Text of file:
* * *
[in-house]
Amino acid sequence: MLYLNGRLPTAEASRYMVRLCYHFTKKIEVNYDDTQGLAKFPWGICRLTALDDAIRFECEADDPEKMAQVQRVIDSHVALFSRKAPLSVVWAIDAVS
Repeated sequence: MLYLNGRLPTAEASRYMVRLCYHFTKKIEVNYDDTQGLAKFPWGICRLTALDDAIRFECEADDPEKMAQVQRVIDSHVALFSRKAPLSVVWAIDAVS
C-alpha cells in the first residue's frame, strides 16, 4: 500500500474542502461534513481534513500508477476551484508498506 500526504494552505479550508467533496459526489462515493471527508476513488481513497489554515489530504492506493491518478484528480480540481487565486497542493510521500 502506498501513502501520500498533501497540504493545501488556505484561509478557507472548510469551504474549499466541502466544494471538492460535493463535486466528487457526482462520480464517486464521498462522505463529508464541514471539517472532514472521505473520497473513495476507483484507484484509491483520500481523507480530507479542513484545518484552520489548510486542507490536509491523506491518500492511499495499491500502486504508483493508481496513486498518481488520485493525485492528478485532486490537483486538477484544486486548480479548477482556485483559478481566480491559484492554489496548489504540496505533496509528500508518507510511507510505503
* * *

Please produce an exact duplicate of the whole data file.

[in-house]
Amino acid sequence: MLYLNGRLPTAEASRYMVRLCYHFTKKIEVNYDDTQGLAKFPWGICRLTALDDAIRFECEADDPEKMAQVQRVIDSHVALFSRKAPLSVVWAIDAVS
Repeated sequence: MLYLNGRLPTAEASRYMVRLCYHFTKKIEVNYDDTQGLAKFPWGICRLTALDDAIRFECEADDPEKMAQVQRVIDSHVALFSRKAPLSVVWAIDAVS
C-alpha cells in the first residue's frame, strides 16, 4: 500500500474542502461534513481534513500508477476551484508498506 500526504494552505479550508467533496459526489462515493471527508476513488481513497489554515489530504492506493491518478484528480480540481487565486497542493510521500 502506498501513502501520500498533501497540504493545501488556505484561509478557507472548510469551504474549499466541502466544494471538492460535493463535486466528487457526482462520480464517486464521498462522505463529508464541514471539517472532514472521505473520497473513495476507483484507484484509491483520500481523507480530507479542513484545518484552520489548510486542507490536509491523506491518500492511499495499491500502486504508483493508481496513486498518481488520485493525485492528478485532486490537483486538477484544486486548480479548477482556485483559478481566480491559484492554489496548489504540496505533496509528500508518507510511507510505503